Full-Text Search Operators – Part 1: Cleaning up parentheses in a string

BooleanBeards

Part 1: Cleaning up parentheses in a string
Part 2: Replacing alternate operators
Part 3: Splitting the search string
Part 4: Wrapping it up

A few years ago I wanted to have a crack at improving one of our websites’ search by providing “search operator” functionality.  These are basically special words or characters (i.e. operators) which provide Boolean search capability; e.g. AND, OR, NOT.

I looked around but couldn’t find anything implemented using T/SQL.  There were a few .Net solutions, but I’m not a developer, and can only handle very basic .Net on a good day.  So I had a crack at writing my own. I started off with the Google cheat-sheet as my initial list of requirements, which was basically as follows:

  1. Must support the operators AND, OR, NOT, and NEAR
  2. Must allow for “exact-phrase” searches
  3. Should respect parentheses (for precedence control)
  4. Should be able to perform wildcard searches
  5. Operators must be case-sensitive (i.e. OR != or)

To attack this problem, I decided to split it into multiple chunks, and write separate blocks of code to meet each requirements.  In this post I’m going to introduce the first piece of the puzzle (which is number 3 from the list above; handling parentheses).  What this means is that given a string containing parentheses, I need to output the same string with valid parentheses intact (and obviously invalid ones removed).

Below is the function. I won’t explain it line by line since its pretty well commented, and relatively simple anyway.

IF OBJECT_ID('[dbo].[fn_search_clause_parentheses_handler]') IS NULL
EXEC('CREATE FUNCTION [dbo].[fn_search_clause_parentheses_handler] () RETURNS INT AS BEGIN RETURN(0); END ');
GO
/***************************************************************************************************************************
This is a supporting function, which is called by the function [fn_search_clause_get].
It accepts a string input, and outputs the same string, but with any invalid parentheses removed, and all remaining
valid parentheses buffered (by a space on each side) so that they are split correctly by the calling function.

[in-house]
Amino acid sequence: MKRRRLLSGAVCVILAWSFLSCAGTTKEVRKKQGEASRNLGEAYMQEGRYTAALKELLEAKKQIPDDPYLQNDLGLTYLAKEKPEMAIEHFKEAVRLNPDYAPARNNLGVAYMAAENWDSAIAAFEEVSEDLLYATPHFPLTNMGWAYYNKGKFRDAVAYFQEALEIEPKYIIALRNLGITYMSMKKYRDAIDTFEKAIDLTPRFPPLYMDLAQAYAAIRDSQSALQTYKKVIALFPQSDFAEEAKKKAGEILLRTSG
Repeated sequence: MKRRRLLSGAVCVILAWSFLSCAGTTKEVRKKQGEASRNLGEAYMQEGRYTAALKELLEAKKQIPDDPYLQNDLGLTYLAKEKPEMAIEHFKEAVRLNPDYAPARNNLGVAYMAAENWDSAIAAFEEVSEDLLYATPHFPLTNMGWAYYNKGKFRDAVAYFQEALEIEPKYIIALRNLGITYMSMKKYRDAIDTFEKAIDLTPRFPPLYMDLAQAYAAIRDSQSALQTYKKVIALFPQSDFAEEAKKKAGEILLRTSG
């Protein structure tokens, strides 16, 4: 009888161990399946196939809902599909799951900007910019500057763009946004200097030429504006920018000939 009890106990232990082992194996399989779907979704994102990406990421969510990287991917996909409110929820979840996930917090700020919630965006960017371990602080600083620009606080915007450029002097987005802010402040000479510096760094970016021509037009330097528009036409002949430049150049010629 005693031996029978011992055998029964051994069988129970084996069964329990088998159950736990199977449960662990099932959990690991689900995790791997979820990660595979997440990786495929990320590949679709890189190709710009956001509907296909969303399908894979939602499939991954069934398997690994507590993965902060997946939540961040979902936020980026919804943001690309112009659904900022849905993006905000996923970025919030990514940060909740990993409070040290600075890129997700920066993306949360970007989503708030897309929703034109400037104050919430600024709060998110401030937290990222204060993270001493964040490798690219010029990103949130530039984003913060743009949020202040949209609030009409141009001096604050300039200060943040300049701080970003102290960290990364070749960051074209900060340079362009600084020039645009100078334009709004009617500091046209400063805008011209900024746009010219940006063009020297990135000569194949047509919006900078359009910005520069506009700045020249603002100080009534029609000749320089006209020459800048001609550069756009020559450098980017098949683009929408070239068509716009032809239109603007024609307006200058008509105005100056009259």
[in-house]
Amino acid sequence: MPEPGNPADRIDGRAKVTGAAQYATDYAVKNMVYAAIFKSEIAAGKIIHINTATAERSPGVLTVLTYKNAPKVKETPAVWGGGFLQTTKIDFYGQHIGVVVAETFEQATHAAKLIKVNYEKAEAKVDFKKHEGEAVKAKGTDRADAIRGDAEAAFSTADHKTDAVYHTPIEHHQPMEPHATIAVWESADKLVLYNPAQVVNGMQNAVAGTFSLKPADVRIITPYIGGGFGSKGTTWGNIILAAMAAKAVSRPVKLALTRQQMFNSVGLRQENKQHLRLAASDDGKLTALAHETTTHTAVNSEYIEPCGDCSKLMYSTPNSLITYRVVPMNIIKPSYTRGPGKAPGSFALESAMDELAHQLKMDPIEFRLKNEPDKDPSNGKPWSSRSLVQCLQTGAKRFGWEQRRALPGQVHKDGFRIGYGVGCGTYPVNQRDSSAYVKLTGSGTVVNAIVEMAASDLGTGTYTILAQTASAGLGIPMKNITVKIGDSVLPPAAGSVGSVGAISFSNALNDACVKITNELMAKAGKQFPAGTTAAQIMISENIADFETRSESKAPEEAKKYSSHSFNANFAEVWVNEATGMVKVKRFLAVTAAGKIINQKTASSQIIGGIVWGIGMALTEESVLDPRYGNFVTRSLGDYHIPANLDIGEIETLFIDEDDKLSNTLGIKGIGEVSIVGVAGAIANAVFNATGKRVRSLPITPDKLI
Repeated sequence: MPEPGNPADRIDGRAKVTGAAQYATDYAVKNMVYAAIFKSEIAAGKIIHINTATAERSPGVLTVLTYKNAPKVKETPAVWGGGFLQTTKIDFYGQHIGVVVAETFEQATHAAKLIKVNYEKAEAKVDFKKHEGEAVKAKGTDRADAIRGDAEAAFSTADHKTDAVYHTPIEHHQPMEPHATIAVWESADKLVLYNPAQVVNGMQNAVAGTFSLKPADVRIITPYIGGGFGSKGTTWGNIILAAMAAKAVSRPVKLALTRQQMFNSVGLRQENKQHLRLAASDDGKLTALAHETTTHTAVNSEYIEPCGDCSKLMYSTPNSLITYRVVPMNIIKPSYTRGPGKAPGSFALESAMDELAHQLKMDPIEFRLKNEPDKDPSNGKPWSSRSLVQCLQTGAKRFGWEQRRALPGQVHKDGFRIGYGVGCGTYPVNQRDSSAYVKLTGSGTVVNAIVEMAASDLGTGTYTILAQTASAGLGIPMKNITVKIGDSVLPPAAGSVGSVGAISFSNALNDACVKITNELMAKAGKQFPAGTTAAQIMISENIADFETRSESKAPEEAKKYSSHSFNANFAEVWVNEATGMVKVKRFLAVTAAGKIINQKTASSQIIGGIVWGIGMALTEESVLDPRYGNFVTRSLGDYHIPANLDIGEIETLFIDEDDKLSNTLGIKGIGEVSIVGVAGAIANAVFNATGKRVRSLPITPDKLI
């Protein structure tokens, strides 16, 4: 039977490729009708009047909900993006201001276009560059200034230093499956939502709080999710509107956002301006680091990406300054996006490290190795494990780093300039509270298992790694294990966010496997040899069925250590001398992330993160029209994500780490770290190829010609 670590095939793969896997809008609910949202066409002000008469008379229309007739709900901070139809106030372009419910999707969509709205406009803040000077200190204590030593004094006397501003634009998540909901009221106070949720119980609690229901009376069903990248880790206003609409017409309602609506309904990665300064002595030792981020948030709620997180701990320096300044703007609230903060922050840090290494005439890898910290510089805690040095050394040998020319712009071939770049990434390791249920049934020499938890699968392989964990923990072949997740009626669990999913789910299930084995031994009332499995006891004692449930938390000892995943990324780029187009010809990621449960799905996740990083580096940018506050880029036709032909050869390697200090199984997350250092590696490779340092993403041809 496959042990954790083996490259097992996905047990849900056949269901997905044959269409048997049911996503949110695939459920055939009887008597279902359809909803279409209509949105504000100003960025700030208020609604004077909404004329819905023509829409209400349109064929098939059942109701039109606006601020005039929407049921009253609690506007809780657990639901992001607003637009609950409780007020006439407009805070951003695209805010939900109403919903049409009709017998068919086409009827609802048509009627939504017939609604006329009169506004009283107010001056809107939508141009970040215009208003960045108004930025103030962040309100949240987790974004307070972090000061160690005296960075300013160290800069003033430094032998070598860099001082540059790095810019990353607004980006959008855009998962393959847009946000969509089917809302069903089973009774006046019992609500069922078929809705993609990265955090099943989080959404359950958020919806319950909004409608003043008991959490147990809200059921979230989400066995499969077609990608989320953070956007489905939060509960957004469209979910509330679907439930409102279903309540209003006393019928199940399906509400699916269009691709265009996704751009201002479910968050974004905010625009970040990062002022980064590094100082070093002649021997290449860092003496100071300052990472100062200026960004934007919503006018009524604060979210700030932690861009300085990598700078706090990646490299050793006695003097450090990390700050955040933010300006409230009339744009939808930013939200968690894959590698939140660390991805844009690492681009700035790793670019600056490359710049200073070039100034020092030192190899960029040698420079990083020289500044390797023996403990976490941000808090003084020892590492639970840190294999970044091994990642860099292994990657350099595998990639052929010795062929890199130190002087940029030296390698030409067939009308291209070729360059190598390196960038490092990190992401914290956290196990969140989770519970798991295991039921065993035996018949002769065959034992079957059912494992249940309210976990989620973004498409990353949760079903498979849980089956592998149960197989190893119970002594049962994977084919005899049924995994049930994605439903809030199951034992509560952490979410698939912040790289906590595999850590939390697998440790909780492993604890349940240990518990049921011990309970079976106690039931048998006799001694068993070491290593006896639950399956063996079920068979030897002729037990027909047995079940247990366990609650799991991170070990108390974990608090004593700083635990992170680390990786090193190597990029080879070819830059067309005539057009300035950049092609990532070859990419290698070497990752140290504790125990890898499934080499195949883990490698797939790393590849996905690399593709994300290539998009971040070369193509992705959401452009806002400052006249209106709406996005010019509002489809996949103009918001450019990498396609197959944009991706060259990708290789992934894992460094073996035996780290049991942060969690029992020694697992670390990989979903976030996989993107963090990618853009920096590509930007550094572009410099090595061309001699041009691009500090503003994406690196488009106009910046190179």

Author : David Curlewis
Date : 07/2009

This work is licensed under a Creative Commons Attribution-NonCommercial 3.0 Unported License
http://creativecommons.org/licenses/by-nc/3.0/
****************************************************************************************************************************/
ALTER FUNCTION [dbo].[fn_search_clause_parentheses_handler] (
@search_text NVARCHAR(4000)
) RETURNS NVARCHAR(4000)
AS
BEGIN
-------------------------------------------------------------------------------------------------
-- PARENTHESES HANDLER
-------------------------------------------------------------------------------------------------
-- IF parentheses exist in the string
IF (PATINDEX('%[()]%', @search_text) > 0)
BEGIN
DECLARE @pos_o INT, @pos_x INT, @charpos INT;
DECLARE @tt_char_split TABLE (id SMALLINT IDENTITY(1,1), [char] VARCHAR(2) NOT NULL);
SET @charpos = 1;

-- split the string apart into a temp table
WHILE @charpos <= LEN(@search_text)
BEGIN
INSERT @tt_char_split ([char])
SELECT SUBSTRING(@search_text, @charpos, 1);

SET @charpos = @charpos + 1;
END

-- while we have opening and closing parentheses
WHILE EXISTS(SELECT TOP 1 1 FROM @tt_char_split WHERE [char] = '(')
AND EXISTS(SELECT TOP 1 1 FROM @tt_char_split WHERE [char] = ')')
BEGIN
-- Get the position of the first closing parenthesis
SET @pos_x = ( SELECT MIN(id)
FROM @tt_char_split
WHERE [char] = ')');

-- Get the position of the first opening parenthesis
SET @pos_o = ( SELECT MAX(id)
FROM @tt_char_split
WHERE [char] = '('
AND id < @pos_x);

-- there is a valid pair of parentheses
IF (@pos_o IS NOT NULL AND @pos_x IS NOT NULL)
BEGIN
-- Escape this pair so we know they've been processed
UPDATE @tt_char_split
SET [char] = '(('
WHERE id = @pos_o;

UPDATE @tt_char_split
SET [char] = '))'
WHERE id = @pos_x;
END
ELSE BEGIN -- there is not a valid pair of parentheses
UPDATE @tt_char_split
SET [char] = ''
WHERE id IN (@pos_o, @pos_x);
END
END

-- remove any remaining (invalid) parentheses
UPDATE @tt_char_split
SET [char] = ''
WHERE [char] IN ('(', ')');

SET @search_text = '';

-- build new search string
SELECT @search_text = @search_text + REPLACE(REPLACE([char], '((', ' ( '), '))', ' ) ')
FROM @tt_char_split
ORDER BY id;

-- remove empty pairs, i.e. " ( ) "
WHILE CHARINDEX(' ( ) ', @search_text) > 0
SET @search_text = REPLACE(@search_text, ' ( ) ', '');
END

RETURN(@search_text);
END
GO

So, its a scalar function which accepts a string, and returns that same string, but with it’s parentheses tidied up and “buffered” (i.e. I wrap them in spaces to make it easier for the calling function to then split the string into its component parts).

Now, as I sit here watching the latest straight-to-dvd masterpiece that is “Barbie: A fashion fairy-tale(hey, its a Sunday afternoon and I have 3 daughters – you’d lose the battle too!), I’m having a hard time getting the code to post properly, so if you have any issues, flick me a note in the comments below and I’ll sort something else out.

Give it a try and let me know if you find any bugs (or make any improvements!). I’ll follow up soon with posts describing the rest of the process, but for now I’ve had enough of Barbie, and think I deserve a whisky. Winking smile

Cheers

DB Dave

4 thoughts on “Full-Text Search Operators – Part 1: Cleaning up parentheses in a string

  1. Pingback: Removing accented and illegal characters from a string | David Curlewis

  2. Pingback: Full-Text Search Operators – Part 2: Splitting the search string | David Curlewis

  3. Pingback: Full-Text Search Operators – Part 3: Splitting the search string | David Curlewis

  4. Pingback: Full-Text Search Operators – Part 4: Wrapping it up | David Curlewis

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